Discovery Museum goes adult
At what age does science start to feel like it’s off-limits for amateurs? Sarah Gobbs-Hill, education director at the Terry Lee Wells Nevada Discovery Museum, thinks it might be some time after college.
The idea that science can only be experienced or appreciated by professionals is a myth that is carefully busted for us when we’re kids and tacitly reinforced by the time we hit adulthood—a double standard that Gobbs-Hill and others at the museum are looking to counteract with Social Science, the three-years-running, filled-to-capacity event series with a tagline that reads “Adults only, brain building fun.”
“One of the things I’m really learning is that people like science,” said Gobbs-Hill. “We get a lot of young professionals who still care about life knowledge.”
Past themes have included fermentation, drones, robots and DIY mini-computers. The topic for July is urban sustainability—a term that sidesteps the controversy that “green” often steps in.
“I think sustainability is sort of the new rhetoric,” said Gobbs-Hill. “And in some ways I don’t think sustainability has been as politicized as, say, ’global climate change’ or ’green efforts.’”
This month’s dive into urban sustainability includes a vermicompost workshop from edible landscaper Jana Vanderhaar of Verdant Connections, a tiny 144-square-foot house built by ACE High School students; and a city reimagining activity led by Colin Robertson, communications and strategy director of the Cathexes design firm’s proposed West Second District development.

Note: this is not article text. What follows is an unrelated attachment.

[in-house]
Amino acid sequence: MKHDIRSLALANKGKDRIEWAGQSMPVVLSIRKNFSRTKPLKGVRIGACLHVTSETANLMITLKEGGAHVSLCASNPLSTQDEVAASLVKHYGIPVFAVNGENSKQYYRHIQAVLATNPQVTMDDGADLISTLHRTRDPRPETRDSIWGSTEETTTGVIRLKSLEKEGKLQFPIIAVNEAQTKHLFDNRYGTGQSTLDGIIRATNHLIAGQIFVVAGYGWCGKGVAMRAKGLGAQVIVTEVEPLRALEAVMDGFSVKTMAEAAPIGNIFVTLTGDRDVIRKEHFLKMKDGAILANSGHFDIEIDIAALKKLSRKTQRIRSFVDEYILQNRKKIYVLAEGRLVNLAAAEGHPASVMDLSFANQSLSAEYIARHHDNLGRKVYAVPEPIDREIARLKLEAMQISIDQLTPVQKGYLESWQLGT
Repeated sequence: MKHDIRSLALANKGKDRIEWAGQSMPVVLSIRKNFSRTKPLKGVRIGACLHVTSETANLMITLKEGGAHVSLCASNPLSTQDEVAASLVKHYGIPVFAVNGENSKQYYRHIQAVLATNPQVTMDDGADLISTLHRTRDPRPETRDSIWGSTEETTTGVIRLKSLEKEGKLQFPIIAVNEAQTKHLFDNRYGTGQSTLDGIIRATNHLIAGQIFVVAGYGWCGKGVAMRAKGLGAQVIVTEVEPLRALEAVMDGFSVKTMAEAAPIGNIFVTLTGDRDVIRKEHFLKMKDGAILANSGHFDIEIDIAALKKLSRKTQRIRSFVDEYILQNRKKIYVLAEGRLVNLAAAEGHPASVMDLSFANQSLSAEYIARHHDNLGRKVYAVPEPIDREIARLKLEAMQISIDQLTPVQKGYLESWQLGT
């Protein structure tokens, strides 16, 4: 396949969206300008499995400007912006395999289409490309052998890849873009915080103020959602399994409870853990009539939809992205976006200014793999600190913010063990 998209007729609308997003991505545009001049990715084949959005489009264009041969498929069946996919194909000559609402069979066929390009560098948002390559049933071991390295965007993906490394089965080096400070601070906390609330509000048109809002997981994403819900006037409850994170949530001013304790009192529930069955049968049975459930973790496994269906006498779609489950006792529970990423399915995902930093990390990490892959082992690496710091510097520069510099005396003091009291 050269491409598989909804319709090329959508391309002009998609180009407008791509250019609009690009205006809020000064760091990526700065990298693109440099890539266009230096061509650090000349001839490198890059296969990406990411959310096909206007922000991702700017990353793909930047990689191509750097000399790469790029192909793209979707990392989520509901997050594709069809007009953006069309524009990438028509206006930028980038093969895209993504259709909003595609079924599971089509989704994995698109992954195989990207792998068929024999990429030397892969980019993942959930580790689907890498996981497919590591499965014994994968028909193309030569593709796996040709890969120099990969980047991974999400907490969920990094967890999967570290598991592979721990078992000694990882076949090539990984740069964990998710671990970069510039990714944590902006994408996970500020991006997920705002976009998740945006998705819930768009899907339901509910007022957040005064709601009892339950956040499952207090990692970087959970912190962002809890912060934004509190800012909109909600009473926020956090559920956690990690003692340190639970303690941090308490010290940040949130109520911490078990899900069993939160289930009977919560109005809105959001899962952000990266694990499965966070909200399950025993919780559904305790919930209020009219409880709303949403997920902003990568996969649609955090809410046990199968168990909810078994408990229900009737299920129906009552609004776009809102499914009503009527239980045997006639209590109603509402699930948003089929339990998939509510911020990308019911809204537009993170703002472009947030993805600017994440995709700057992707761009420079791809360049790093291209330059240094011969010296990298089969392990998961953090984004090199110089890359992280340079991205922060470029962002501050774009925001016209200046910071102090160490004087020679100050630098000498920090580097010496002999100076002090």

Other presenters from Sustainable Nevada, Polygrarian Institute and Urban Roots will be stationed around the museum for participants to visit with when they’re not eating, drinking and listening to live music.
Although it’s easy to think of Social Science and this month’s Urban Sustainability theme as stand-alone gatherings, a big piece of its identity comes from being a part of a larger whole.
It’s one event in a series of events that the museum is counting on to reposition itself as a science center, instead of just a children’s museum. The hope is that Social Science—along with other programs and exhibits like Science Distilled, Discovery After Dark, Inside Out, and Monsterfish—will help to bolster the 12-and-over audience as well as the museum’s ability to stay on the edge of scientific issues.
“We can move pretty fast since we’re a pretty small organization,” said Gobbs-Hill. “So if there’s a new topic that’s super emergent that people are really excited about, it’s easy for us to kind of dive in and learn more.”
July’s Urban Sustainability theme is a part of a larger Arizona State University fellowship that includes big-name museums like the Franklin Institute, the Cal Academy of Sciences and the Museum of Science and Industry.
In that kind of company, the Wells Discovery Museum seems to be on track to make a ripple effect on multiple generations—and not just the ones who walk in the door.